Friday, August 19, 2011

Brooklyn Baseball: Unknown Treasures and Must See Attractions

I make 2 trips to NYC per year, and this year I had to explore some history of America's game that most may not know about. I'll also talk about some of the best things Brooklyn has to offer in terms of baseball history, even though MLB has not existed in the borough for 54 years.
I'll start with the unknown since that's how my journey began on the 4 train into Brooklyn from Manhattan.

1) Ebbets Field is hard to find. 
I spent a lot of time researching where Ebbets Field was, but no publication gave me a location of where the nearest subway stop was. I had to guess. It's marker is in the Crown Heights neighborhood at the corner of Sullivan Place and and Bedford Ave. I don't recommend going there at night. I switched to the 3 train at Atlantic Ave in Brooklyn and got off at President Street. Thank goodness I had a Brooklyn hat, a small amount of money, and some ID in case I was pillaged by locals. It was about 11 o'clock in the morning too. I wanted to cross this off first as I was unfamiliar with the area. Frank Sinatra's song There Used to Be a Ball Here is the perfect ballad to the rundown neighborhood and the grotesque high rise that exists at the former ballpark's location. I'll let you view for yourself.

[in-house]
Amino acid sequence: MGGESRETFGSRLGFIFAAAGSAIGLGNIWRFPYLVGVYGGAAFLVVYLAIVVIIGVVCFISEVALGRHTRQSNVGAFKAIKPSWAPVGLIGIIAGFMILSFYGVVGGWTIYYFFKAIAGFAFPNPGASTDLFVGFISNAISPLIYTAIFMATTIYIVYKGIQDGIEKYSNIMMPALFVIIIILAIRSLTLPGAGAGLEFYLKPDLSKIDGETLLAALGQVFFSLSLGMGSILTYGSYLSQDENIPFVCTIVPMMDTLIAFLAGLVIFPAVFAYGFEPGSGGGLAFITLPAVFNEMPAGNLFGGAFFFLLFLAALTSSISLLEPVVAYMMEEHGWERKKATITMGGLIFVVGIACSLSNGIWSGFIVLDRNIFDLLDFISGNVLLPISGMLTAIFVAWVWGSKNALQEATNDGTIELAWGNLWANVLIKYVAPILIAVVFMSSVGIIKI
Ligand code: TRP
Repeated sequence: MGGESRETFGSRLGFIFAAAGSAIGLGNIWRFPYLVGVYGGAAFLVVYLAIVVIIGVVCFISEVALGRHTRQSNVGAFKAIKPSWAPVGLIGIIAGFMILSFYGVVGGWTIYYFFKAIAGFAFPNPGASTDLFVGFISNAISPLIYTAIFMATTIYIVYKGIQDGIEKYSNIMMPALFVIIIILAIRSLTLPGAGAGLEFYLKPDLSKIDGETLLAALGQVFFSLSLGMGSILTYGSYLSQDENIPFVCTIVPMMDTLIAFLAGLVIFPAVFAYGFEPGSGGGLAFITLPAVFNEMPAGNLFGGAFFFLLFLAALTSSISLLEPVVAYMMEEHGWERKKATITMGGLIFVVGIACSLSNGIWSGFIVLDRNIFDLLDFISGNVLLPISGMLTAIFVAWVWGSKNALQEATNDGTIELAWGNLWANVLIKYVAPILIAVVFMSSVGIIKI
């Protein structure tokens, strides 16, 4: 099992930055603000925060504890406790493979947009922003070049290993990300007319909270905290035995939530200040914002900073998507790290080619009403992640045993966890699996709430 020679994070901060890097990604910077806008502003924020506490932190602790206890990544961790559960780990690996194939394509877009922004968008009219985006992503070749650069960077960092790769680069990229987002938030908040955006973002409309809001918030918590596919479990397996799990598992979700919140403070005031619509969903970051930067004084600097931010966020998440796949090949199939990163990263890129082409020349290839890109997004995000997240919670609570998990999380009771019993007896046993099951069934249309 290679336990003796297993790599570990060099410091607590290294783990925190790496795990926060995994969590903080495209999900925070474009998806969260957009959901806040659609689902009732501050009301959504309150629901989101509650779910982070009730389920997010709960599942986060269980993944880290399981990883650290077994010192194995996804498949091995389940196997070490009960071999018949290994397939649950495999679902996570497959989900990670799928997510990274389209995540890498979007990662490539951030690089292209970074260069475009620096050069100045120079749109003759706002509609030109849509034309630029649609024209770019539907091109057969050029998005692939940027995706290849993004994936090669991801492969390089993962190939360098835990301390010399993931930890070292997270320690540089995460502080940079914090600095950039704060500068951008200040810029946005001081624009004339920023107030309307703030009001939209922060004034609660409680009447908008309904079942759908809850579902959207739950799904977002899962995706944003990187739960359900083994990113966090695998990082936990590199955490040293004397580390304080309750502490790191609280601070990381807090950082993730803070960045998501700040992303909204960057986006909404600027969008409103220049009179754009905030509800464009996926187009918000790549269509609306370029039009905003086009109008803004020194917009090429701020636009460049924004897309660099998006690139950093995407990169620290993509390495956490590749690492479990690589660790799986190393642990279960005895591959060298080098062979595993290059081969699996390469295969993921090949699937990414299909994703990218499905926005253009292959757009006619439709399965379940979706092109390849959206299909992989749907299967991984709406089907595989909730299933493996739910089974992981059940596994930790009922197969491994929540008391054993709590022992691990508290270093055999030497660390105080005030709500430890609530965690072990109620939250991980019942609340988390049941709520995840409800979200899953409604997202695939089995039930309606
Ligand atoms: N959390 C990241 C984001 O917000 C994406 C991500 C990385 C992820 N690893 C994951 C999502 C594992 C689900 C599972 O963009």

2) There is little in the surrounding area of the former Ebbets Field honoring the team.
There is just this one small park on Sullivan Place that offers any reminiscence of the Dodgers. You want a shrine to Ebbets Field? Visit the adjacent borough of Queens and the Mets new Citi Field. That's how the original Ebbets Field looked. I will include that in these photos.




  This is the best replica of what Ebbets Field actually looked like. The Mets new ballpark Citi Field.



Now to the best Brooklyn has to offer for baseball:

3) Coney Island is a baseball hotspot, and a great place to take a baseball journey.
MCU Park, home of the Mets single affiliate Brooklyn Cyclones is sold out regularly, and is a hidden jewel not just in baseball, but of New York City. It's next to Nathan's, the holy grail for hot dog lovers. What could be better than a baseball game next to the beach in Brooklyn, with the world's greatest hot dog vendor in your reach? Nothing. Here are some images to look at during a long New England or NYC winter.








4) The "snap" is what makes a Nathan's hot dog great

 5) Green-Wood Cemetery has two of baseball's most important historical figures.
From Coney Island take the N train 25th street, and walk one block north to 5th Avenue and 25th street. Grren-Wood is the place where Charles Ebbets, the Dodgers' first owner is buried. It also the burial site of Henry Chadwick, the "Father of Baseball" and inventor of the scoring system baseball uses today. We all remember our fathers teaching us to keep score. Chadwick is the original father. Green-Wood is one of America's most historic and beautiful cemeteries. There was also a Revolutionary War battle there as well.








Finish your day with a Brooklyn '55 Pennant Ale honoring the Dodgers only World Championship in Brooklyn.  I recommend Pub One underneath the Brooklyn Bridge. Best thing to eat with your Pennant Ale? A Braised Short Rib Grilled Cheese. Delicious!!! Here are some images of my favorite Brooklyn and NYC landmark. Walk across it into Manhattan to finish your journey,